The New England Patriots signed running back and former professional baseball player Tyler Gaffney, per NFL.com’s Ian Rapoport. Gaffney joins a very crowded running back room in Foxboro.
Gaffney had a preseason run with the Patriots that ran on and off again from 2014 to 2017. He’s never appeared in a regular-season NFL contest but has spent time with the Jacksonville Jaguars, San Francisco 49ers, Carolina Panthers, and the Pittsburgh Pirates farm system.
Gaffney had a stellar college career at Stanford. The 6’1″ running back ran for 1,709 yards and 21 touchdowns as a senior in 2013.
However, he’s now 30 years old, which is not ideal for a running back. What can he possibly provide for the Patriots?
What Can Tyler Gaffney Provide the Patriots?
If we’re sincere, Gaffney making the Patriots’ Week 1 roster would be one of the more noteworthy stories of the early part of the 2021 season.
New England already has Damien Harris, Sony Michel, rookie Rhamondre Stevenson, James White, J.J. Taylor, and the returning Brandon Bolden. Michel could be traded or released since the Patriots didn’t pick up his fifth-year option.
Even if New England moves on without Michel, Gaffney could still be the sixth running back on the roster. If New England has plans to drop Bolden, or the diminutive Taylor, Gaffney’s chances of making the roster might look a little better.
There’s always the possibility of an injury, and that’s part of the reason teams sign guys like Gaffney. Nonetheless, Gaffney would appear to have an uphill battle ahead of him.
Tyler Gaffney’s Most-Likely Landing Spot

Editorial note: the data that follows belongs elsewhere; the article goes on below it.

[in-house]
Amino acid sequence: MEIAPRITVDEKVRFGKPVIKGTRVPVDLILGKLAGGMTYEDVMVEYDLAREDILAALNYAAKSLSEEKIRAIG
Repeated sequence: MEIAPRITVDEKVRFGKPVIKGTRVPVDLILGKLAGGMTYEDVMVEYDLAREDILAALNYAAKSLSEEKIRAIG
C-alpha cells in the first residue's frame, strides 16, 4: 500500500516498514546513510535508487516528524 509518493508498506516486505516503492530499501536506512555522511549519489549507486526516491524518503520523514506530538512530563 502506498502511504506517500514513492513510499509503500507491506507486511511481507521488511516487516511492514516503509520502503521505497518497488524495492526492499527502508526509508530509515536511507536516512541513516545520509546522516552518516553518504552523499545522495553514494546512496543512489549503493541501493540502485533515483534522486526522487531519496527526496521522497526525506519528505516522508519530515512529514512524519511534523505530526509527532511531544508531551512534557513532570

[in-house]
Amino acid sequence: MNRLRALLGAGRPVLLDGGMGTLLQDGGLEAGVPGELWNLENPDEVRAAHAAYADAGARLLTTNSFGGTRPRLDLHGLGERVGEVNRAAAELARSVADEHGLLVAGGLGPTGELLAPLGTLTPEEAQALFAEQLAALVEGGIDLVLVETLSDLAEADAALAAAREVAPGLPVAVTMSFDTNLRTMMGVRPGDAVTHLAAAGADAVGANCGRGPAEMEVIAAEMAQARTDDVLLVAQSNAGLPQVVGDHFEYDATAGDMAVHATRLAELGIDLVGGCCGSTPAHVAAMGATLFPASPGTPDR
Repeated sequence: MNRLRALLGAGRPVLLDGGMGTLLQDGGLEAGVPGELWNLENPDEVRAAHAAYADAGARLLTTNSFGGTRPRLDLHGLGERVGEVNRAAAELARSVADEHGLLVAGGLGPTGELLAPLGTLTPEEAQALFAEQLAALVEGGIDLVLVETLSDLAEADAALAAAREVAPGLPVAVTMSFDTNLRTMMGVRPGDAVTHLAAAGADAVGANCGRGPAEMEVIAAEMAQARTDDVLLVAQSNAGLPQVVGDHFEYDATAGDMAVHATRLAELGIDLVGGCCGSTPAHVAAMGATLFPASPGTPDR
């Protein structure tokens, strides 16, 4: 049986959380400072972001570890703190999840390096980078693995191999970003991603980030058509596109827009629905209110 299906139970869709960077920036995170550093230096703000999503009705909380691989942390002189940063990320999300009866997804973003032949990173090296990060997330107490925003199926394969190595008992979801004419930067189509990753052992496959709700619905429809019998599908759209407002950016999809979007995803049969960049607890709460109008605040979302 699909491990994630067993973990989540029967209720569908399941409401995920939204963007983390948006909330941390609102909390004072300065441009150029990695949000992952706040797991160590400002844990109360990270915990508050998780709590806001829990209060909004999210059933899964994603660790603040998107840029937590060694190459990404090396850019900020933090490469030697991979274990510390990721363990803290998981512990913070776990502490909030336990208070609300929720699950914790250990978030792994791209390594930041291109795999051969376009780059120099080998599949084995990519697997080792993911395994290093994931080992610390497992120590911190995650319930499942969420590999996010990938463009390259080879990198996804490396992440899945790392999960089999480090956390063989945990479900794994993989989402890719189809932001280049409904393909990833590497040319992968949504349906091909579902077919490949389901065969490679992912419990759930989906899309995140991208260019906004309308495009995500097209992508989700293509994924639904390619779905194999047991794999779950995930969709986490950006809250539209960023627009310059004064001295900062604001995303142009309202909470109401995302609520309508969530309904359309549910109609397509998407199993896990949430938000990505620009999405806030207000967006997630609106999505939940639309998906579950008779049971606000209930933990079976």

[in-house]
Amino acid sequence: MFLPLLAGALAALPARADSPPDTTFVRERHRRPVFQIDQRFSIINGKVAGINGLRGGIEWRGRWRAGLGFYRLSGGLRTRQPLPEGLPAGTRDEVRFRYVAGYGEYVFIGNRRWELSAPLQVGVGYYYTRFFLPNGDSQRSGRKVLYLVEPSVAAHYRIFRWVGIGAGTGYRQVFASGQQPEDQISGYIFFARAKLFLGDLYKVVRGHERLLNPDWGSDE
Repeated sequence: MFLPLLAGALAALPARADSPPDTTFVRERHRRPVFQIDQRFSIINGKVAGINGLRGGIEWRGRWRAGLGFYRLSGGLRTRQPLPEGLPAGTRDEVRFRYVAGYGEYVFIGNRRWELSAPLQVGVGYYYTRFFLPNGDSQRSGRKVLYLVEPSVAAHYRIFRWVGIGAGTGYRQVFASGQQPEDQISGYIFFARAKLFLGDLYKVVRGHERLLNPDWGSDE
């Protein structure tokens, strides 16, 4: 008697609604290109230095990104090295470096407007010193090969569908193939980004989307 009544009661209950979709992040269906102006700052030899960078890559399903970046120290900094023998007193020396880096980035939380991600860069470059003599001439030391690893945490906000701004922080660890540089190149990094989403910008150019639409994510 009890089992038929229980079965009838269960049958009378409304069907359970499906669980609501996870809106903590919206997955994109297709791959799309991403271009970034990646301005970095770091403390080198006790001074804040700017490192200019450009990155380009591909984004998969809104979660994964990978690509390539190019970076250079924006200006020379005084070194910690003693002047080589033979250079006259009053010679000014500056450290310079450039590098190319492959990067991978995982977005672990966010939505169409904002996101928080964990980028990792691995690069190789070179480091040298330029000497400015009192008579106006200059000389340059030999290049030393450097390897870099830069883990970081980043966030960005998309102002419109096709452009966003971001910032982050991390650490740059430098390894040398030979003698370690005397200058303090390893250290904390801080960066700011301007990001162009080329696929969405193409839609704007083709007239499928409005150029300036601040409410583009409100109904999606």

If Gaffney does make the team in any way, it’s likely to be as a member of the practice squad. He is older, and he’s been around NFL teams for nearly a decade. Gaffney’s leadership could be helpful to a young player who perhaps has more of a future or a better chance to land on the field down the road.
Back in 2016, Bill Belichick had nothing but positive things to say about Gaffney after he was re-signed. The picture he paints in the quote below lauds Gaffney’s toughness. The detail and rare passion Belichick gives off in his description of Gaffney suggests he’s a favorite of the future Hall-of-Famer.
Tyler — he’s a smart guy, very team-oriented. If you ask him to do something, he’s going to give you a great look. There’s nobody that takes more punches than he does. He must get punched in the stomach 10 times a day. The defense is trying to take the ball out. That’s his role. That’s his job. But they’re slapping at the ball, they’re pulling at it, they’re trying to punch it. Half the time they miss. He does a great job.
Because of this, there will likely be no misunderstanding about Gaffney’s role, nor his realistic chances of making the team.